The need for emergency food dramatically increased in last six months
Food banks in the Trussell Trust network have provided over 2.1 million parcels between 1 April 2021 and 31 March 2022. The charity has released new figures, revealing a 14% increase in food parcels compared to the same period in 2019/20 – before the pandemic.
It is the first time food banks in the Trussell Trust’s network have provided more than two million parcels, outside of 2020/21, at the height of the pandemic.
Out of the 2.1million plus parcels, more than 830,000 were provided for children, representing a 15% increase from 2019/20 when 720,000 were provided.
The Trust experienced their busiest winter outside of 2020 at the height of the pandemic, providing 1.2 million parcels in the second half of the year alone (from October to the end of March). That is more parcels than were provided for the whole year of 2016/17, just five years ago.
The charity says it’s witnessing an accelerating crisis across the UK – as more and more people are unable to afford the absolute essentials needed to eat, stay warm, dry and clean.
Food bank managers are also now warning of an accelerating crisis across the UK following the cut to Universal Credit uplift and the rising cost of living.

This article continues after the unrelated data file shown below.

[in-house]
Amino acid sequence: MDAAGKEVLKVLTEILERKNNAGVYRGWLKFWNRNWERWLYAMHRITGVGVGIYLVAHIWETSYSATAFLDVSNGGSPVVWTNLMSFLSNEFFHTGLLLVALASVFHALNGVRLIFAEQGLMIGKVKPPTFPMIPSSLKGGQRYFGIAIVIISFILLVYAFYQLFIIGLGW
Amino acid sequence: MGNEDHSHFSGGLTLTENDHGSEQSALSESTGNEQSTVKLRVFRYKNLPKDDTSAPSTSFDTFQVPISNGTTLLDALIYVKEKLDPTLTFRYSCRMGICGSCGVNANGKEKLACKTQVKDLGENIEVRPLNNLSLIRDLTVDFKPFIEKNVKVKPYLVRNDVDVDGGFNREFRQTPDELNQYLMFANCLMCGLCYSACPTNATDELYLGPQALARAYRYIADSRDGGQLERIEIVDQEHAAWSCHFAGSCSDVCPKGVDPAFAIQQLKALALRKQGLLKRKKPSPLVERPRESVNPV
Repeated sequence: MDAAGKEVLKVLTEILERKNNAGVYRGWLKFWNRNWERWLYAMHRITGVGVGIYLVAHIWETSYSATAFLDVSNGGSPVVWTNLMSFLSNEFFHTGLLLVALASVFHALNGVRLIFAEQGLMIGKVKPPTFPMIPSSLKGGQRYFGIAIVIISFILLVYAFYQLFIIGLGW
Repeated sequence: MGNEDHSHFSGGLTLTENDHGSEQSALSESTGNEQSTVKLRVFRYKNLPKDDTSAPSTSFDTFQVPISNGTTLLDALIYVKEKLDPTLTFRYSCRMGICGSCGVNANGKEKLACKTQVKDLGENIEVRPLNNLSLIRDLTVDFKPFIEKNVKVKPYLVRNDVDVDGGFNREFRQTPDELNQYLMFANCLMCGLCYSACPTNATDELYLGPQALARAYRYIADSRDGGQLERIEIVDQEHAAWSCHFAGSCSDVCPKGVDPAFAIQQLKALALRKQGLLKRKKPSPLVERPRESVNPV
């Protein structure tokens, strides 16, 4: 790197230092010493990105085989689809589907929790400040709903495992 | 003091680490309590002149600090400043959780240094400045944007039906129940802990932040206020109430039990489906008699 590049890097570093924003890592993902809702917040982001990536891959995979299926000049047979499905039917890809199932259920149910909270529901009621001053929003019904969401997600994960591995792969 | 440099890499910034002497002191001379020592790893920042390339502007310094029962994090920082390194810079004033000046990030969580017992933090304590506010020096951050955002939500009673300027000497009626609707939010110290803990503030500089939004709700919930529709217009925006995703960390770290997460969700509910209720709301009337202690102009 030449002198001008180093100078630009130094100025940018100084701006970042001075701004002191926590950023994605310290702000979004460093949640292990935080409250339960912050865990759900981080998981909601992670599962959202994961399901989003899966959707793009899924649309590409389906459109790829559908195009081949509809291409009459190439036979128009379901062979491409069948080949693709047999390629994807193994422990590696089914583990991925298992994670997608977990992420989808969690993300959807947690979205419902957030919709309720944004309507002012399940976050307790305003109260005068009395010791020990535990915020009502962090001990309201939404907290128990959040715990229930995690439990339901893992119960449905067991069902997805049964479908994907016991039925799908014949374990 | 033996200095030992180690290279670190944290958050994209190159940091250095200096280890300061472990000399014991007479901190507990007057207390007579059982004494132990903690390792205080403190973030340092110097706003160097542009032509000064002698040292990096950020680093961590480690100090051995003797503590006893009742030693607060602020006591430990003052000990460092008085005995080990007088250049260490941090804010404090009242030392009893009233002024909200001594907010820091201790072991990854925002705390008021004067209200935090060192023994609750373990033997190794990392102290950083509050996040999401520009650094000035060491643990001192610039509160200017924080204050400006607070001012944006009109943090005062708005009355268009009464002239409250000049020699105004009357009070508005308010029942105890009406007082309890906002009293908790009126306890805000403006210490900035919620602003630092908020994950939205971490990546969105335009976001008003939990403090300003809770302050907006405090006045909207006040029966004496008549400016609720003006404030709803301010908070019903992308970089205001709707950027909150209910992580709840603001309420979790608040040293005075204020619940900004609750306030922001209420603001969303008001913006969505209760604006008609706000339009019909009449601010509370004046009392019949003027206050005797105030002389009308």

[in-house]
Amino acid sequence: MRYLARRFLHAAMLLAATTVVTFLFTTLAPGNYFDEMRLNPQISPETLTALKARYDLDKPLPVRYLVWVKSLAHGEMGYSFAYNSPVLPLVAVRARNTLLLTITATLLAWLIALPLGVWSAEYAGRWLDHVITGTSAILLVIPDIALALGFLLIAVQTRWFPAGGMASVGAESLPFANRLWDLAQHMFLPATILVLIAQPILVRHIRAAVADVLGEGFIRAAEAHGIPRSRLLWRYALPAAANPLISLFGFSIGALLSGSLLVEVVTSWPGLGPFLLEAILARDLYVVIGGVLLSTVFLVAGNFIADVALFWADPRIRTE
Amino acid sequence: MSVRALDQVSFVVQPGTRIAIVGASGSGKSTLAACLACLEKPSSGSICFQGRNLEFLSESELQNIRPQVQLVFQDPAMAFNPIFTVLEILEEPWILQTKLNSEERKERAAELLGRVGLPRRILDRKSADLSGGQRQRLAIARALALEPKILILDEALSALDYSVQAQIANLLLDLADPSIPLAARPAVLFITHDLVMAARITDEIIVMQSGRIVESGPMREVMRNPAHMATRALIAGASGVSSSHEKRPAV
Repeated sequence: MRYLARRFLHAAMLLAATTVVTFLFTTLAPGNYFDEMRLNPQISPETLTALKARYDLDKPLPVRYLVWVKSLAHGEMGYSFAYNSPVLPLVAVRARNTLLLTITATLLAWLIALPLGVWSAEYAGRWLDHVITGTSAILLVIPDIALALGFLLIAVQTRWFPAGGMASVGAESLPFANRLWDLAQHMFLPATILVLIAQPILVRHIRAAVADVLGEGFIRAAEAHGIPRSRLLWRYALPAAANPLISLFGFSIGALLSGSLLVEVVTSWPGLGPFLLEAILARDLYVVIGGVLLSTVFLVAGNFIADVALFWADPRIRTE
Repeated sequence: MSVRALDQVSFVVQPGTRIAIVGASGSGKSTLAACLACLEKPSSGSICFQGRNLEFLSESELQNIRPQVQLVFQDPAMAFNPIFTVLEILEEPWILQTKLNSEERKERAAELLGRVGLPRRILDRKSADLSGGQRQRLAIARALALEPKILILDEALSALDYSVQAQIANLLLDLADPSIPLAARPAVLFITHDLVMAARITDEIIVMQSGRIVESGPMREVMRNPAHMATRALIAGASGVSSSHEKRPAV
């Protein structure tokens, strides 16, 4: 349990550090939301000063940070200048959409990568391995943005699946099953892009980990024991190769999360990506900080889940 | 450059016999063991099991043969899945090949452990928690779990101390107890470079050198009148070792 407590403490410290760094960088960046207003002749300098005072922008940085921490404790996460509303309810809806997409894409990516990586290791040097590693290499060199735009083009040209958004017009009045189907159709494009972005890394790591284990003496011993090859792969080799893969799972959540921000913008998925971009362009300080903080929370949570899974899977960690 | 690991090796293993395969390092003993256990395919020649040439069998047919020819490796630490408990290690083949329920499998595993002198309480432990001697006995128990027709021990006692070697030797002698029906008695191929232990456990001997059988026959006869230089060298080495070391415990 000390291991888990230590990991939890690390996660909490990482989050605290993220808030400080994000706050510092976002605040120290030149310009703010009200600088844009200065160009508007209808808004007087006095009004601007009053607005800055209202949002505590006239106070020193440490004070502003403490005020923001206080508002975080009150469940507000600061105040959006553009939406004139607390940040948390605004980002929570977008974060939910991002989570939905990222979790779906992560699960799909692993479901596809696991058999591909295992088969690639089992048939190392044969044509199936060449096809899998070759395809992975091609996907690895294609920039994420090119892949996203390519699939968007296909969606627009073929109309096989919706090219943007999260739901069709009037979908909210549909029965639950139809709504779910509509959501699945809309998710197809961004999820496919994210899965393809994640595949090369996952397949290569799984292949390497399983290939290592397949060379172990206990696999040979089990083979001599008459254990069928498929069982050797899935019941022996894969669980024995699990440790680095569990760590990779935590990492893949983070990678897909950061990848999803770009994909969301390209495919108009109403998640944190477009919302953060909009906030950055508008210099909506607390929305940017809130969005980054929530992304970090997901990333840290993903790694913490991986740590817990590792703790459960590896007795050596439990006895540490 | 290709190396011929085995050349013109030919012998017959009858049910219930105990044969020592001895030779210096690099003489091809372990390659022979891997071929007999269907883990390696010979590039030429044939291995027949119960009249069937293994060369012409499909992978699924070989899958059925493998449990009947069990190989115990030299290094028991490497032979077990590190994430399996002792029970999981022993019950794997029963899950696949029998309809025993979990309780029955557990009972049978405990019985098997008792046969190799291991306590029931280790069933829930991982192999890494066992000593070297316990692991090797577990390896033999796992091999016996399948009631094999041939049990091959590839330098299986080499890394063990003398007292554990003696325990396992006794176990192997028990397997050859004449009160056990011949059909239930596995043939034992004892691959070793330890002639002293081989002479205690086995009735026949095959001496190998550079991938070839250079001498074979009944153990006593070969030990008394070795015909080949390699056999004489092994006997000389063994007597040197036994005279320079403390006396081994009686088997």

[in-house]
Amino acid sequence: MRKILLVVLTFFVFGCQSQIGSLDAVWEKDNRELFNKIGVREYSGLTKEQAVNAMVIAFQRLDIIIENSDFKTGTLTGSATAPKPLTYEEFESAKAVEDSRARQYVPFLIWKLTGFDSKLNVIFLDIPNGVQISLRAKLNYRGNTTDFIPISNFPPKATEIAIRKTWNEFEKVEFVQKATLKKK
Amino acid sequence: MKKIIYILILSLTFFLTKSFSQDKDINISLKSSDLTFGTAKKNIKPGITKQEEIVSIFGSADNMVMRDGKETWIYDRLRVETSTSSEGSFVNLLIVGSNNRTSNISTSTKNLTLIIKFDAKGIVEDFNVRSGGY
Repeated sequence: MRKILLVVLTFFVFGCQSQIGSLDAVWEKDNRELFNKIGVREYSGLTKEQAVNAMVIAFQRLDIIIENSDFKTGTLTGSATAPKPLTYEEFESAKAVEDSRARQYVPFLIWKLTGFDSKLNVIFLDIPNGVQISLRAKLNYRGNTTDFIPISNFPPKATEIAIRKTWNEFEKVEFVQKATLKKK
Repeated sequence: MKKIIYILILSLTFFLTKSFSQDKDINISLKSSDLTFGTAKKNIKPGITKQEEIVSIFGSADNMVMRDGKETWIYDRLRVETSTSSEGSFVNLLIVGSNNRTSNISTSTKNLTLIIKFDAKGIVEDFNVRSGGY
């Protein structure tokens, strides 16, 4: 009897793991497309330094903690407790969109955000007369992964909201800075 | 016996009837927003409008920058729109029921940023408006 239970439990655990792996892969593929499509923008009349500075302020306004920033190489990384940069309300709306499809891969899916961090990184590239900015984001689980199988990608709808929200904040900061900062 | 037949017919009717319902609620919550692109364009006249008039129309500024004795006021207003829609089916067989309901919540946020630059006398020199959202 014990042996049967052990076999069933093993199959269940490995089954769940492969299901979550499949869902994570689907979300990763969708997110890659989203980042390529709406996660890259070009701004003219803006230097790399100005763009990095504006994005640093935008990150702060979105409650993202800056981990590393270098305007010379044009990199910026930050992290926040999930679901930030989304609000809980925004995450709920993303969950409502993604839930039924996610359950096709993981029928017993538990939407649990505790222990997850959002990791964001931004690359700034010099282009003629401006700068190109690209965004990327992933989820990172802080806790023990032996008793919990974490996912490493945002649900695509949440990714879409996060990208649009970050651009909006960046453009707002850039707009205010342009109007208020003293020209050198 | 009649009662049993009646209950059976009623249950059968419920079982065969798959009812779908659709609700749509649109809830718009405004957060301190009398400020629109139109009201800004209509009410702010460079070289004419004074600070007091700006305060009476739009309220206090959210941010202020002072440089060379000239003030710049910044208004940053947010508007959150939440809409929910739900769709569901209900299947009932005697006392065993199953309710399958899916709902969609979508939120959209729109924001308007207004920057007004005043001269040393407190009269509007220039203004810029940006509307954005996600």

One food bank manager said: “The people who come in are telling me they’re scared. People are beside themselves about what the next six months will bring.”
Emma Revie, chief executive of the Trussell Trust, said: “People are telling us they’re skipping meals so they can feed their children. That they are turning off essential appliances so they can afford internet access for their kids to do their homework.
“How can this be right in a society like ours? And yet food banks in our network tell us this is only set to get worse as their communities are pushed deeper into financial hardship. No one’s income should fall so dangerously low that they cannot afford to stay fed, warm and dry.
“There is still time for the UK government to do the right thing. We are calling on the UK government to bring benefits in line with the true cost of living. As an urgent first step benefits should be increased by at least 7%, keeping pace with increases in the cost of living. In the longer term, we need the government to introduce a commitment in the benefits system to ensure that everyone has enough money in their pockets to be prevented from falling into destitution.
“By failing to make benefits payments realistic for the times we face, the government now risks turning the cost of living crisis into a national emergency.”
As well as the Trussell Trust network of food banks, the Independent Food Aid Network (IFAN) has identified at least 1,172 independent food banks while there are also Salvation Army food banks as well as food banks run from schools and some universities and hospitals. There are also thousands of other food aid providers including soup kitchens and social supermarkets.